I found it to be ok at transferring data. We copied all the teacher's user areas to it and it was slightly quicker than the tape backup. I don't know whether it's being used anymore as I left the school back in April, but it was a great proof of concept and worked very well.


    I didn't have too much of a play with those features as initially, I just wanted to get it working.

    Yes if you have a good HDD and a decent NIC / network infrastructure, that would make more of a difference than a quick CPU.
  16. Gibbo's Avatar
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    I would have thought it would be. The "crunch points" would be good HDDs and NICs.
  17. kzaidi's Avatar
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    Was the Processor (P4) powerful enough to handle the data transfers? FreeNAS also has other features, such has the uPNP, DLNA stuff, where you able to play with those or other features?
  18. synaesthesia's Avatar
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    Indeed, it's that reliance.
    And as for installing a 2nd line - for anything that's properly useable for that backup, the cost in doing so will instantly wipe out any financial benefits, surely?
    I will stress it appears it's the reliance thing I'm more concerned about, very much along the lines of what you're saying znova. I'm of very similar status, I'm by no means an expert but always keep my ears open for anything that may make our lives easier/better - our being us as technical staff, the schools, staff and pupils. I will absolutely not be happy with anything that comprimises a pupil's education because, along with data protection, that is the most important part of our jobs. Without the pupils, we have no reason to exist in our current state.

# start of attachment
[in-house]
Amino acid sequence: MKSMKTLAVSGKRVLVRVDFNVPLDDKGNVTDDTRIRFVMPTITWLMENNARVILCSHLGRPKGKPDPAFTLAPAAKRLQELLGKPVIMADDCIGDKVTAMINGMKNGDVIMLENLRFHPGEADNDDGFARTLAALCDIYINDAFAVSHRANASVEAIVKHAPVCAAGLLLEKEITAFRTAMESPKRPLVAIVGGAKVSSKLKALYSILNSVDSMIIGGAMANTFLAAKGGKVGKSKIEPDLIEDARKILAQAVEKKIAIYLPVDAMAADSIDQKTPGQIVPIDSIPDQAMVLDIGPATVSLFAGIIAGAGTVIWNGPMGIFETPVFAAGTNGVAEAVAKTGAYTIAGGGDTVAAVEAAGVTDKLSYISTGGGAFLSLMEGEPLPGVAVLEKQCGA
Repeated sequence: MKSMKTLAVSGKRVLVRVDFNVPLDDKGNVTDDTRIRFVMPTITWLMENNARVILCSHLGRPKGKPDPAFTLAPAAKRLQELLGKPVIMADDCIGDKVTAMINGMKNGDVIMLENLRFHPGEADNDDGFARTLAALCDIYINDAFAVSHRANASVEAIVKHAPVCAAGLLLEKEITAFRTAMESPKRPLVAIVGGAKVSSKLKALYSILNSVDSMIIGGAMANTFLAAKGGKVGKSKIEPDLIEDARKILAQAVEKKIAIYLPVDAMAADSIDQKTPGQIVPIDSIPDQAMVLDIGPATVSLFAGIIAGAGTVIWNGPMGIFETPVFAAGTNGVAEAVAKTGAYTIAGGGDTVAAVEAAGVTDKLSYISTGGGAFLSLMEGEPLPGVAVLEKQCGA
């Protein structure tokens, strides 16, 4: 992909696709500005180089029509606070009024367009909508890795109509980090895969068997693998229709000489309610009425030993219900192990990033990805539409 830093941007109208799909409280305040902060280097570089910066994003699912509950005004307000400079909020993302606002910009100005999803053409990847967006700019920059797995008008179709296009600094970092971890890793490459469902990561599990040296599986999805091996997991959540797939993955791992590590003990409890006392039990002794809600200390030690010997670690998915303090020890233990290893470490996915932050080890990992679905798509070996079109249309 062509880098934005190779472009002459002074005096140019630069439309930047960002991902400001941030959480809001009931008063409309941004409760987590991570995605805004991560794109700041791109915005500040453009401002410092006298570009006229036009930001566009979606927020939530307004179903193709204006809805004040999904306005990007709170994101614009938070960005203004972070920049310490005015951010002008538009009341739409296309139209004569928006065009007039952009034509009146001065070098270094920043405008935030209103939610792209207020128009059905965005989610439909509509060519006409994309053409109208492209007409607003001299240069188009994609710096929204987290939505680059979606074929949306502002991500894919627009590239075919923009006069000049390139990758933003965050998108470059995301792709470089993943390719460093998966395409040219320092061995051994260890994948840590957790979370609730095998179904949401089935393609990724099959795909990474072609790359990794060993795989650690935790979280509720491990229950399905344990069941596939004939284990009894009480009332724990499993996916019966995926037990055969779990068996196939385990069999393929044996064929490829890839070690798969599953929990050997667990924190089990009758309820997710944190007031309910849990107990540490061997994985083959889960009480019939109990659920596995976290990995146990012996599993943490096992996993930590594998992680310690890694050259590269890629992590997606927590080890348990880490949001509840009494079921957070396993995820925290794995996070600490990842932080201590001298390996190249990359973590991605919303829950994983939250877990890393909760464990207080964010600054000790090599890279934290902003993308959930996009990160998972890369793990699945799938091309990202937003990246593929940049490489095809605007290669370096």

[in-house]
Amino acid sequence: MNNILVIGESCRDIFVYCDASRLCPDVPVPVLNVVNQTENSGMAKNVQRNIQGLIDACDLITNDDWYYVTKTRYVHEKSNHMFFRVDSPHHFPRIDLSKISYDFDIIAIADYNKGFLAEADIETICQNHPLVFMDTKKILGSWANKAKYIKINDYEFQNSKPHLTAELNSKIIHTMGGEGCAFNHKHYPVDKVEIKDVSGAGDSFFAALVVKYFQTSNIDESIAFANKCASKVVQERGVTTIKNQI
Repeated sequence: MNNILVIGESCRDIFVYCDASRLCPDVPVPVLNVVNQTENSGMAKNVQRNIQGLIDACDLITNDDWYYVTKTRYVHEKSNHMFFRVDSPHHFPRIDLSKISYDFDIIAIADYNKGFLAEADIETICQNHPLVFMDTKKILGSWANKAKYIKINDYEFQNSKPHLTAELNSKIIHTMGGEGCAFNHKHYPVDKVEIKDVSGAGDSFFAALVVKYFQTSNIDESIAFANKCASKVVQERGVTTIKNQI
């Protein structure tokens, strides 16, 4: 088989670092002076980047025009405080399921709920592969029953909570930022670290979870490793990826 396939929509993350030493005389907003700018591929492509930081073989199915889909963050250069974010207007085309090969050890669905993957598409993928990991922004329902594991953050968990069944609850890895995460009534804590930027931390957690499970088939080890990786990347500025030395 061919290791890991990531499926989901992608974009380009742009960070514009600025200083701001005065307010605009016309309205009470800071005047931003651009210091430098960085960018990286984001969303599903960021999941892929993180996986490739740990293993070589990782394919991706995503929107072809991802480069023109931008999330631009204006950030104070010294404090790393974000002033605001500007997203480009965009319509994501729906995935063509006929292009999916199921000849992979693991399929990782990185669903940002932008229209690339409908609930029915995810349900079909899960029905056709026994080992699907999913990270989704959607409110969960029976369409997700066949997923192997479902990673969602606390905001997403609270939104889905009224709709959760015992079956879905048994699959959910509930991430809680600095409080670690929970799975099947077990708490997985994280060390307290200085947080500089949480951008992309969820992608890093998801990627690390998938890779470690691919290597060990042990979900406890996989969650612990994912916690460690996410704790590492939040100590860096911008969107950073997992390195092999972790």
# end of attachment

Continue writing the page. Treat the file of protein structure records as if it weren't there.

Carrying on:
Of course there are benefits, and much of the average techie's job is to weigh up all the pros and cons of everything we do. And those pros and cons will differ for all establishments. I'm also a firm believer that the "one size fits all" ideas are not viable solutions, because it means there are schools and establishments having to comprimise just to conform. I already dislike the one size fits all curriculum but that is something entirely out of my remit or control. Thankfully computers are easier to bunch into categories than people!